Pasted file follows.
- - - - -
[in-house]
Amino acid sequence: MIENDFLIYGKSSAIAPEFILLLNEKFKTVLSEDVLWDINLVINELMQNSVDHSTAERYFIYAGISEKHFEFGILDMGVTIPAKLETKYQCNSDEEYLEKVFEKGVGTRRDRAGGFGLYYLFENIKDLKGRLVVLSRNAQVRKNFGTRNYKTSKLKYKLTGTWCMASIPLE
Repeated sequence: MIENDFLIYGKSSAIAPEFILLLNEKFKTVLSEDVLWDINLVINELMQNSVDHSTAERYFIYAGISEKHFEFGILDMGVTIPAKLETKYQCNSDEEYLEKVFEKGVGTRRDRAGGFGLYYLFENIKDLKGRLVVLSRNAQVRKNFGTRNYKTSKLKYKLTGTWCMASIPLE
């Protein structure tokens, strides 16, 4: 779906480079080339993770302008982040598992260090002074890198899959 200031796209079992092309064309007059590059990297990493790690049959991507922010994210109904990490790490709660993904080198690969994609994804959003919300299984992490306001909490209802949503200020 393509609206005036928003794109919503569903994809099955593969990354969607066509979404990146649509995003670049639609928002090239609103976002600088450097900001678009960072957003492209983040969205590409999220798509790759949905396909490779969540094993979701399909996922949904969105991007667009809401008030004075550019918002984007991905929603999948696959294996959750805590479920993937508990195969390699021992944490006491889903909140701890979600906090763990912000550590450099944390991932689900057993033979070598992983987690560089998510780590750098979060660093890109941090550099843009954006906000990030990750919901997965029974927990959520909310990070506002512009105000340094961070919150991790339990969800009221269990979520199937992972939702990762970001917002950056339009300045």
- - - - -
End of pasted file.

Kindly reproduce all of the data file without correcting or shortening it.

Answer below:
[in-house]
Amino acid sequence: MIENDFLIYGKSSAIAPEFILLLNEKFKTVLSEDVLWDINLVINELMQNSVDHSTAERYFIYAGISEKHFEFGILDMGVTIPAKLETKYQCNSDEEYLEKVFEKGVGTRRDRAGGFGLYYLFENIKDLKGRLVVLSRNAQVRKNFGTRNYKTSKLKYKLTGTWCMASIPLE
Repeated sequence: MIENDFLIYGKSSAIAPEFILLLNEKFKTVLSEDVLWDINLVINELMQNSVDHSTAERYFIYAGISEKHFEFGILDMGVTIPAKLETKYQCNSDEEYLEKVFEKGVGTRRDRAGGFGLYYLFENIKDLKGRLVVLSRNAQVRKNFGTRNYKTSKLKYKLTGTWCMASIPLE
């Protein structure tokens, strides 16, 4: 779906480079080339993770302008982040598992260090002074890198899959 200031796209079992092309064309007059590059990297990493790690049959991507922010994210109904990490790490709660993904080198690969994609994804959003919300299984992490306001909490209802949503200020 393509609206005036928003794109919503569903994809099955593969990354969607066509979404990146649509995003670049639609928002090239609103976002600088450097900001678009960072957003492209983040969205590409999220798509790759949905396909490779969540094993979701399909996922949904969105991007667009809401008030004075550019918002984007991905929603999948696959294996959750805590479920993937508990195969390699021992944490006491889903909140701890979600906090763990912000550590450099944390991932689900057993033979070598992983987690560089998510780590750098979060660093890109941090550099843009954006906000990030990750919901997965029974927990959520909310990070506002512009105000340094961070919150991790339990969800009221269990979520199937992972939702990762970001917002950056339009300045």